• McFlock 17.1.1.2

          also cellphone calls/txts on prepay deals can be rationed according to income – landlines are a fixed “pay up, now!”

      • Herodotus 17.1.2

        V32 should you be afortunate to have copper replaced with fibre, or move to an area where fibre is the only option – there will be no landline options available. As areas that have fibre have only a dataline fee structure, you cannot just get a traditional landline. So a land line is under $50/month most datalines + box cost exceed $100/month. So for these their only other option is cellphones.
        I notice that no one is reporting this out – just how great fibre to the home is. It isn’t if you only use a phone

        • Vicky32 17.1.2.1

          So a land line is under $50/month most datalines + box cost exceed $100/month. So for these their only other option is cellphones.
          I notice that no one is reporting this out – just how great fibre to the home is. It isn’t if you only use a phone

          My giddy aunt! That’s something to worry about if I have to move… Cell phone calls are jolly expensive! Now I understand how it’s possible for someone to not be able to afford a landline… which had previously not made sense to me..

  18. Herodotus 18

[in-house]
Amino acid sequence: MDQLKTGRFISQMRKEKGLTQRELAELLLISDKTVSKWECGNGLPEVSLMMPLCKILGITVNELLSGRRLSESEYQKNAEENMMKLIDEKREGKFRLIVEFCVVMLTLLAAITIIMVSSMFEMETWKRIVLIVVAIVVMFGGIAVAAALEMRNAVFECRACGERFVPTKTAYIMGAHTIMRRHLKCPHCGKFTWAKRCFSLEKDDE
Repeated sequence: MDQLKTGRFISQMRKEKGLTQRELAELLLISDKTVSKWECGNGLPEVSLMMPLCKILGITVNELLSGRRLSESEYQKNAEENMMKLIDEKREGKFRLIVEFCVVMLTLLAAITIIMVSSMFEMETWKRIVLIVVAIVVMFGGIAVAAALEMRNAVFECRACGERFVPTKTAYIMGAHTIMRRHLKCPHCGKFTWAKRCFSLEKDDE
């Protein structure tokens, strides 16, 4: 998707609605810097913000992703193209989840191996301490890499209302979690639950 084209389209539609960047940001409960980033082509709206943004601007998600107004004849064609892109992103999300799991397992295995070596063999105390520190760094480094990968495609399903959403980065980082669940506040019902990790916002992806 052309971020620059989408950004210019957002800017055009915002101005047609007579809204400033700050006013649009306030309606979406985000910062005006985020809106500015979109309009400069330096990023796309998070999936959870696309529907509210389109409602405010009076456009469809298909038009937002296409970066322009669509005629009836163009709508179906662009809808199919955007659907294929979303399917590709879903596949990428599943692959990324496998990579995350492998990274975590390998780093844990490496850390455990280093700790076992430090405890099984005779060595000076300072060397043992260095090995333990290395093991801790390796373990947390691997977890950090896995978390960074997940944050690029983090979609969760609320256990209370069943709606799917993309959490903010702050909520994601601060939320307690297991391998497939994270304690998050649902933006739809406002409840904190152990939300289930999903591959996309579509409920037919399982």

AA rating should be an issue.Yet we are now on the same level as Japan !!!! Yet nothing that has come out from labour is a game changer. Someone name a policy with how it is to be implemented by Labour that does not follow the Neo lib conformist thinking?
    CGT requires a working group before implementation. So when would a CGT pass and when could and real revenue for the govt be received? I would say 2020, at best (pity about those self serving exemptions, to tarnish the policy, I wonder how many of these exceptions benefit current politicians? ). So how is a $5k tax free threashold to be financed?
    http://www.interest.co.nz/news/51598/labour-leader-goff-calls-tax-working-group-tackle-tax-avoidance-take-pressure-middle-classes
    Be it Lab or Nat they follow the likes of the Un, IMF, World Bank we already have had much of our sovernity usurped away from NZ and decisions are being made by faceless organisations off shore.
    Iceland are experiencing this war head on – yet very little is being reported…..
    http://michael-hudson.com/2011/04/why-iceland-voted-no/

    • Draco T Bastard 18.1

      As has been said, a CGT doesn’t bring in a lot of tax itself but closes one of the loopholes that allow people to avoid paying tax increasing the tax take indirectly which will be an immediate change.

  19. Pro_Rata 19

    Manly have just won the final, so Key cannot vicariously feed off the winning mana of the Warriors

    • felix 19.1

      Too late for Key, he’s publicly tied to the Warriors now.

      His oft-touted political instincts seem to be failing him lately.

  20. JJ 20

    More jealousy of our popular and competent prime minister!

  21. ak 21

    So the Jonah Key kiss of death catches the Warriors in its relentless metastasis from Pike River to Christchurch, our credit rating, Don Carter and Ali McCraw or whatever their names are…..for God’s sake keep him away from the children…

  22. Rob 22

    John Key has to be the most vacuous PM NZ
    Has ever had
    Our credit rating has just been downgraded
    That and our high dollar makes us so vulnerable
    Can we ever expect him to show leadership
    And even consider showing up?

    • happynz 22.1

      Can we ever expect him to show leadership
      And even consider showing up?

      Not likely.